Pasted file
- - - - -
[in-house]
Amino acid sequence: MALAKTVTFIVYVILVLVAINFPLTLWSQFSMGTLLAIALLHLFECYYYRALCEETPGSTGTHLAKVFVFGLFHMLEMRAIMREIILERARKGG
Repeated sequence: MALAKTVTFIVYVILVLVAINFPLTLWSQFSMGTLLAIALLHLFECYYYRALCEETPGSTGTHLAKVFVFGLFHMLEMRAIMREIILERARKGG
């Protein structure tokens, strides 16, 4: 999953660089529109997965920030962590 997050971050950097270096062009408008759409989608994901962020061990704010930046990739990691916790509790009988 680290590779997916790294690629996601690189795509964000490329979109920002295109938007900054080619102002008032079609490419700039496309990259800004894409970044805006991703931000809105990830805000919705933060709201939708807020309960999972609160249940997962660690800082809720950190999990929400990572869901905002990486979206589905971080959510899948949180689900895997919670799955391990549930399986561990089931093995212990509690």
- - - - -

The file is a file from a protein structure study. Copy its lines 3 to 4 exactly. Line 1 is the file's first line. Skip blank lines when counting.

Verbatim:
Repeated sequence: MALAKTVTFIVYVILVLVAINFPLTLWSQFSMGTLLAIALLHLFECYYYRALCEETPGSTGTHLAKVFVFGLFHMLEMRAIMREIILERARKGG
């Protein structure tokens, strides 16, 4: 999953660089529109997965920030962590 997050971050950097270096062009408008759409989608994901962020061990704010930046990739990691916790509790009988 680290590779997916790294690629996601690189795509964000490329979109920002295109938007900054080619102002008032079609490419700039496309990259800004894409970044805006991703931000809105990830805000919705933060709201939708807020309960999972609160249940997962660690800082809720950190999990929400990572869901905002990486979206589905971080959510899948949180689900895997919670799955391990549930399986561990089931093995212990509690």